Ron Wellman looks around at college basketball and sees balance. He sees some things he expected, and lots of things he didn’t. He sees nobody dominant, but many teams capable. He sees the line of candidates for March stretching from sea to shining sea.
And then he thinks of what a challenge it will be one day soon, when it comes time for the NCAA Men’s Division I Basketball Committee that he chairs to put together a tournament bracket.
“Oh gosh, a challenge is putting it mildly,” he said this week. “We’re going to have a yeoman’s task, to not only select the right teams but to seed them correctly. The depth of really good teams this year is unlike anything that I have seen.”Wellman looks at the records. The list of unbeatens is down to three, but there were 36 more teams with three or fewer loses at the close of business Tuesday.
“If you were to try today to do the top four teams, or the top eight teams, or the top 12 teams, there would be controversy associated with all of those decisions. Maybe more than for a number of years,” he said.
He sees that even those currently in the penthouse have struggled to stay there. No. 1 Arizona has had five games decided by six or fewer points, including Drexel.
No. 2 Syracuse just had to hustle to get past 5-12 Boston College. No. 3 Wisconsin lost for the first time on Tuesday, to an Indiana program it had beaten 12 consecutive times. No. 4 Michigan State has had to survive back-to-back overtimes. Ohio State started 15-0, then lost two in a row.
“Even the undefeated teams are having great games, and sometimes great games against unanticipated teams, which again shows the competitiveness of college basketball,” Wellman said. “There isn’t a team I don’t think who has emerged as the clear No. 1 team in the country. We have a number teams that would be potential No. 1s, and probably an equal number of teams that are immediately after those five or six teams.”
He sees the curves this season has been taking. He remembers back to the glitzy November night in Chicago; Duke vs. Kansas and Kentucky vs. Michigan State. The elite of the elite in the polls. By this week, Michigan State was the only one of the four still in the top 10.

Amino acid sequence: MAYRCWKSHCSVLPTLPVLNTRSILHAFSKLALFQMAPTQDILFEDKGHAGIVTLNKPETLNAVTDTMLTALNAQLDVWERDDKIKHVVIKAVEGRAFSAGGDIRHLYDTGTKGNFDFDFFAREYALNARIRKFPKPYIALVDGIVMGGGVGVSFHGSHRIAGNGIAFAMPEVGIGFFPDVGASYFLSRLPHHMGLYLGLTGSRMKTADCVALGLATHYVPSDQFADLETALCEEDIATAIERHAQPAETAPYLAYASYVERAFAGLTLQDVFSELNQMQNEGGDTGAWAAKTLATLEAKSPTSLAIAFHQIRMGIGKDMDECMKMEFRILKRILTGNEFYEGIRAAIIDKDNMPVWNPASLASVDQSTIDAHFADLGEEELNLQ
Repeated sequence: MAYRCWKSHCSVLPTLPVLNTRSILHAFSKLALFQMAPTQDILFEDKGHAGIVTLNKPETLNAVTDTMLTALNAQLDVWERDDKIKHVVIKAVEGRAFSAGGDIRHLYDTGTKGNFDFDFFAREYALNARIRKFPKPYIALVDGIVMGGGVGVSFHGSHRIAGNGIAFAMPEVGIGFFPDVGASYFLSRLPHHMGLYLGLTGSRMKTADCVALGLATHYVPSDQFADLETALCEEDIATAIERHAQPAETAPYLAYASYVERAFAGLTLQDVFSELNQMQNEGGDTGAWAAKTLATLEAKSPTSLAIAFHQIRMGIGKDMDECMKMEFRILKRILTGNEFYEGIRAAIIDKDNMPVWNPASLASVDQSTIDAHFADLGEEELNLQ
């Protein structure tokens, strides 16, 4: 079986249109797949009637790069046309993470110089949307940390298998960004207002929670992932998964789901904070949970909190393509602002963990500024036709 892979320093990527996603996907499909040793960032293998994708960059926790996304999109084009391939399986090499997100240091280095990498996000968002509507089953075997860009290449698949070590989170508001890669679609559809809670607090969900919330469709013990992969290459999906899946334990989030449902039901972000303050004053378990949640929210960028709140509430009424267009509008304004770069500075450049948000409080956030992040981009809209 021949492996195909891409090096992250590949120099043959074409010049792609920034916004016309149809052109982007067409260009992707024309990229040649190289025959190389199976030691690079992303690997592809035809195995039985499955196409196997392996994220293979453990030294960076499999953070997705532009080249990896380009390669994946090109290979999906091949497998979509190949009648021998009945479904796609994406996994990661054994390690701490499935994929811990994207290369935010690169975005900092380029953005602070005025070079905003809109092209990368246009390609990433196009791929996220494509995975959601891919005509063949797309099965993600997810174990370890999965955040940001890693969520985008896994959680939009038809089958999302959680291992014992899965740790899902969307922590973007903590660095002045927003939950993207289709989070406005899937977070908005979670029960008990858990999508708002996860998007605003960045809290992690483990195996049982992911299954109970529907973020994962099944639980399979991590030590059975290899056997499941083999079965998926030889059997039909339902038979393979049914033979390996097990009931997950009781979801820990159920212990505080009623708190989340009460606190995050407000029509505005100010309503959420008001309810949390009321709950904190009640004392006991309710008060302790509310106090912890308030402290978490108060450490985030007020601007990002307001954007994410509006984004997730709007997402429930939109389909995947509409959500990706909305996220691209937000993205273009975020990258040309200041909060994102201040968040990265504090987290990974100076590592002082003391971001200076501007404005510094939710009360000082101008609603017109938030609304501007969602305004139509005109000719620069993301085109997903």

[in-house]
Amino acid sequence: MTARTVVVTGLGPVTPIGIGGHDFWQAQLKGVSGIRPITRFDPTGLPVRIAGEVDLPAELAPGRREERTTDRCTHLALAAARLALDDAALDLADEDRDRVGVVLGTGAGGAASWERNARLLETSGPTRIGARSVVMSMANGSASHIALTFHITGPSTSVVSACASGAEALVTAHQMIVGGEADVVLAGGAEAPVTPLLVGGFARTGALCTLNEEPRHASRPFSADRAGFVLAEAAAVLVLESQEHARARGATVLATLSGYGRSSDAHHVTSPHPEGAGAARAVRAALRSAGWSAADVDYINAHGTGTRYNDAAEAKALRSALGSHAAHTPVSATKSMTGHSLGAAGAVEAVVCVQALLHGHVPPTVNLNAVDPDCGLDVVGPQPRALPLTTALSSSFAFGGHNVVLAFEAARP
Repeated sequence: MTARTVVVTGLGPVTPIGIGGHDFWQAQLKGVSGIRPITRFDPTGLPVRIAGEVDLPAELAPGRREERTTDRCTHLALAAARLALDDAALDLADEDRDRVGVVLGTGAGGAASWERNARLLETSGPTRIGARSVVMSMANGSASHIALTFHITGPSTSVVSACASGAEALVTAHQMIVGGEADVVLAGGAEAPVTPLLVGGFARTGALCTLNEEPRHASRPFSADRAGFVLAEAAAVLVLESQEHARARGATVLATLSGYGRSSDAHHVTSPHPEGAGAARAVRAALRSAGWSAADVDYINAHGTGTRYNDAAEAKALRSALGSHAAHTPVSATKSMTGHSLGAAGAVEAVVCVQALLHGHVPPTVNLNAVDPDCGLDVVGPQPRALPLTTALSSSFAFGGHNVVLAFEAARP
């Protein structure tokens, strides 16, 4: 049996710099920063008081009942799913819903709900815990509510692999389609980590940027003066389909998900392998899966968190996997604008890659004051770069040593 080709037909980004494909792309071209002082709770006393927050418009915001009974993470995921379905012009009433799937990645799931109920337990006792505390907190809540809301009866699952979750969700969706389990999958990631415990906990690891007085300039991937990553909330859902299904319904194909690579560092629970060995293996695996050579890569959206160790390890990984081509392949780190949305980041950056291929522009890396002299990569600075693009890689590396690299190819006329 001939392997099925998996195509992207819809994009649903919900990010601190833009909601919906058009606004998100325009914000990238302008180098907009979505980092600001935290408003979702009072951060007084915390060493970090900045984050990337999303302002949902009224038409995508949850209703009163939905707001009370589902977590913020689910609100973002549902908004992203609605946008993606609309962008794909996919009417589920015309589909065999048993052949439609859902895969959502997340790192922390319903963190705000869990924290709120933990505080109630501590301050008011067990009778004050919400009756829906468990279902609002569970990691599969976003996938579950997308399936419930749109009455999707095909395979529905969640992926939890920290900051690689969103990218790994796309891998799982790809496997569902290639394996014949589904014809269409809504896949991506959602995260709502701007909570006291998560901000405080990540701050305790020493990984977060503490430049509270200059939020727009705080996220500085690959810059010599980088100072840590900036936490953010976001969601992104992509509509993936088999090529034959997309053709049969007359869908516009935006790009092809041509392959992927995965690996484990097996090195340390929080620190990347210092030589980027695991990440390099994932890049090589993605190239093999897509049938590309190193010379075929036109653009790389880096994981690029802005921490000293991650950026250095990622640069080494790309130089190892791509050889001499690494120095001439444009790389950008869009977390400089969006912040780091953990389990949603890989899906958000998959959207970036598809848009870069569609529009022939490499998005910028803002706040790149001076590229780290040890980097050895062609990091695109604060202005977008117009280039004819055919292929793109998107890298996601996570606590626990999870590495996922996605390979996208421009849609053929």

“I think everybody at that doubleheader was saying, this could be the Final Fur right here,” Wellman said. “You wonder, where did they go? But I will say a couple of those teams could emerge again if they continue to improve.”
He looks at the AP rankings and can notice something odd about the league he knows so well, as Wake Forest athletic director. The bigger and supposedly mightier ACC has one team -- newcomer Syracuse -- in the top 20.
“Everybody was saying at the beginning of the season that the ACC was going to be the dominant conference. But yet for many different reasons, that has not played out.”
He looks at the latest NCAA RPI ratings. Last year’s championship game duo of Louisville and Michigan, who both had several returnees? They’re Nos. 39 and 48.
Meanwhile, Wichita State and San Diego State are in the top 10 of the Associated Press poll. And in the RPI, Duke is behind George Washington and barely ahead of Harvard.
“But I think that has been a trend in college basketball the last few years,” Wellman said. “Now there may be a team or two that emerges over the next couple of months that really separate themselves from the others. But I do anticipate that we’re going to have 12 to 18 teams that are very competitive toward the end of the season.”
Wellman has liked what he has seen -- to a point -- from teams more arduous better non-conference schedules.
“I think we’re making progress, but I don’t know that we are where we ultimately want to be or need to be. But I do think there’s a recognition of the importance of scheduling the right teams at the right places. More and more coaches are recognizing the importance of building the right schedule that is going to attract the attention they want from the basketball committee.”
And he has liked what he has seen in the way coaches, players and officials have acclimated themselves to the new emphasis on cutting down defensive contact.
“I see much more freedom of movement by the player, much more dribble penetration. I see our fives, our posts, able to maneuver with the ball much more effectively than in the past. It’s not the physical game that it had evolved to.”
But it is still the unpredictable game. Good for those in the stands, possibly tough for those in the committee room in a few weeks.
“I think it’s going to be a very difficult and challenging process as we go forward, if everything remains the same,” Wellman said.
About the only thing that stays the same in college basketball is the fact that nothing stays the same.